Mapo tofu. It's my new favorite dish, and here's the recipe I've made
four times so far. On top of that, I've ordered this 6 times from two local Sichuan restaurants in the past two months. It's that good.
Mapo tofu has small blocks of tofu enrobed in a chili-bean-pork sauce dosed heavily with Sichuan peppercorns. It's spicy, tangy, sweet, funky, earthy... a real explosion of flavors that will leave your mouth tingling. That's the magic that the peppercorns bring to the table. The first time I tasted it was at "Iron Chef" Chen Kenichi's restaurant in the Roppongi part of Tokyo. That branch was best known for the mapo tofu and the chili shrimp, but he also had steamed dumplings drenched in an unbelievably good sesame sauce, and a black sesame noodle soup that I would be perfectly happy drowning in.
This one requires some specialty ingredients that I didn't have in my cupboard prior to my obsession with Sichuan food:
Dried fermented black beans - somewhat soft, very salty and pungent
Chili bean paste - also known as toban djan, a mixture of chilis, fermented broad beans and soy beans; sweet, funky, spicy, salty. This provides the base flavor of the sauce, but too much will leave a strong aftertaste.
Shao xing rice wine - use dry sherry if you want, but a bottle of this cost me $2.19.
Sichuan peppercorns - OK, I had these, but this was the first recipe that really used them to full effect. Tiny husks of the seeds from a shrub. The seeds do nothing, it's all in the reddish husk. These will add a sort of brightness to the dish and complement the chili peppers. They will also make your whole mouth tingle. Toast some in a frying pan just until fragrant, then put them in to a pepper grinder.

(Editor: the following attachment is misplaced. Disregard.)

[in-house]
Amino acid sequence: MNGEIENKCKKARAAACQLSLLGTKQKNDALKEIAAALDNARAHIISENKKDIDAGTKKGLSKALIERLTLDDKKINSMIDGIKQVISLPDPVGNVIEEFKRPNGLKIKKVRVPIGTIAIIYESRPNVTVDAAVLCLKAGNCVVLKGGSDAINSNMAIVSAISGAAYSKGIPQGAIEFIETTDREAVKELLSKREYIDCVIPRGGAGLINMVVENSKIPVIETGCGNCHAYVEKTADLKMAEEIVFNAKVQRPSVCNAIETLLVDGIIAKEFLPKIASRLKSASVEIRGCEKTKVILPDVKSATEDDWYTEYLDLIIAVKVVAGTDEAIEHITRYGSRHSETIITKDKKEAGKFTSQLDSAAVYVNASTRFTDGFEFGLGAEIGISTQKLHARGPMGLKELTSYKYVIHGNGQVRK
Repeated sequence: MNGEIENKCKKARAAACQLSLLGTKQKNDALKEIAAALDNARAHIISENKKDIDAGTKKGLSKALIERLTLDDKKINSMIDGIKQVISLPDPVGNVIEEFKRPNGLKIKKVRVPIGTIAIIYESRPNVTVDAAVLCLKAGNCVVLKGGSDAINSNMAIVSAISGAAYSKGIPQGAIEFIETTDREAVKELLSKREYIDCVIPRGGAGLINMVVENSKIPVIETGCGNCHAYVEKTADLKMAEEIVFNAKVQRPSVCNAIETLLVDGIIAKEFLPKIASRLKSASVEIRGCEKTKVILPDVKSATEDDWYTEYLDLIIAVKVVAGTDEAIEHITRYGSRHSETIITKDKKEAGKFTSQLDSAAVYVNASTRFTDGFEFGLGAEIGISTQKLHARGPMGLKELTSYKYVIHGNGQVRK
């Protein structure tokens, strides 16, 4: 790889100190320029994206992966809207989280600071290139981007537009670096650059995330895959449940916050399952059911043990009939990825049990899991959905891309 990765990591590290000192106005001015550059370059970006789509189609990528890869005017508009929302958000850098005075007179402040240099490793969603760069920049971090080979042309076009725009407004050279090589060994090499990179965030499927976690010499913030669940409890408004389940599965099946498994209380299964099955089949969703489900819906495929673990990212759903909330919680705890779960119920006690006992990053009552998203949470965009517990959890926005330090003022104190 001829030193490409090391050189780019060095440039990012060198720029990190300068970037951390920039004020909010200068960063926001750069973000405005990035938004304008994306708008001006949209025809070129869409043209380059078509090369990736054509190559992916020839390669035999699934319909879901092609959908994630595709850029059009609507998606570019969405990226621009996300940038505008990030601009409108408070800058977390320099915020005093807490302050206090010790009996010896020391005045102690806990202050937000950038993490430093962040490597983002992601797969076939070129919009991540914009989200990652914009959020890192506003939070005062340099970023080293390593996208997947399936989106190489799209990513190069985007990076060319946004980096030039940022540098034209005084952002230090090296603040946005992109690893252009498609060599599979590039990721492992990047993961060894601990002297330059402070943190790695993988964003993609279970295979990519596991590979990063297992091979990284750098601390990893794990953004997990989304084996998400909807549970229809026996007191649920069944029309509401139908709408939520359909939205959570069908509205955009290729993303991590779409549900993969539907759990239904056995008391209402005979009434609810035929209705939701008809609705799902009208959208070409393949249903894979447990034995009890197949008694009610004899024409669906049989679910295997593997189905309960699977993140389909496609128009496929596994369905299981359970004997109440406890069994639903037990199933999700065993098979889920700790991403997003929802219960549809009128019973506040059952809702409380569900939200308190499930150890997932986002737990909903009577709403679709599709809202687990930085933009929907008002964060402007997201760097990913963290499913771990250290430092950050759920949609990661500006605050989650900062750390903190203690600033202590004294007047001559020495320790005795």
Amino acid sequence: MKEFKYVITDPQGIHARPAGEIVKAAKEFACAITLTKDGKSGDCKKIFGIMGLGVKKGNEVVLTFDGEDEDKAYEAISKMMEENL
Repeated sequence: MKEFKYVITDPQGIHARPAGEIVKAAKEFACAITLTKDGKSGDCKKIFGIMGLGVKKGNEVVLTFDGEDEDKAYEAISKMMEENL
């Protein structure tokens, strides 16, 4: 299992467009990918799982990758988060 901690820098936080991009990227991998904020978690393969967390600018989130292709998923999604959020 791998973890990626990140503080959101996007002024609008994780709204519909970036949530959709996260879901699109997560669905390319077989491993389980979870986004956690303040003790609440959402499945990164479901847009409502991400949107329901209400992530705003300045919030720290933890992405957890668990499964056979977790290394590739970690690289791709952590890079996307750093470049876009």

UPDATE: I just bought a new bag of peppercorns, and they are 100 times more potent than the old ones I had kicking around the cupboard. I'm going to cook this dish again this week just to give them a try.
No pictures this time. Honestly, it's not a beautiful dish. On to the recipe.
From appetiteforchina.com with variations.
Serves 4 to 5 as part of a multi-course meal, or 2 to 3 as a main. Serve over steamed white rice.
Prep everything first before firing up the wok. Things move quickly once the pork hits the oil.
1 lb ground pork
Mix the sauce and set it aside:
2 c chicken stock
2 T fermented black beans, rinsed and chopped finely
4 T chili bean paste (toban djan)
4 tsp soy sauce
2 T shao xing cooking wine
2 T sesame oil
1 T chili oil (optional)
1/2 tsp ground Sichuan peppercorn
Prep the rest:
2 leeks, white parts thinly sliced
5 cloves garlic, minced
1 T minced ginger
2 scallions, greens sliced into inch long pieces, white parts finely sliced
1 lb soft tofu, sliced into 1/2 inch cubes
1 T cornstarch mixed with 2 T water
extra ground Sichuan peppercorn for sprinkling on top
Now begin. Heat 3 tablespoons of vegetable oil in a wok over high heat until very hot, then add the marinated pork. Stir fry until the pork begins to really brown. Add the garlic, ginger, leek, and white part of the scallions, and stir fry for a minute.
Add the prepared sauce. Scrape up all the browned pork bits and bring the broth to a simmer. Reduce the heat and gently add the tofu and scallion greens. Allow the tofu to cook for a couple of minutes to absorb the sauce. Stir in the cornstarch mixture and simmer until the sauce has thickened. Sprinkle the scallion greens on top and dust with ground Sichuan peppercorn. Serve over steamed rice.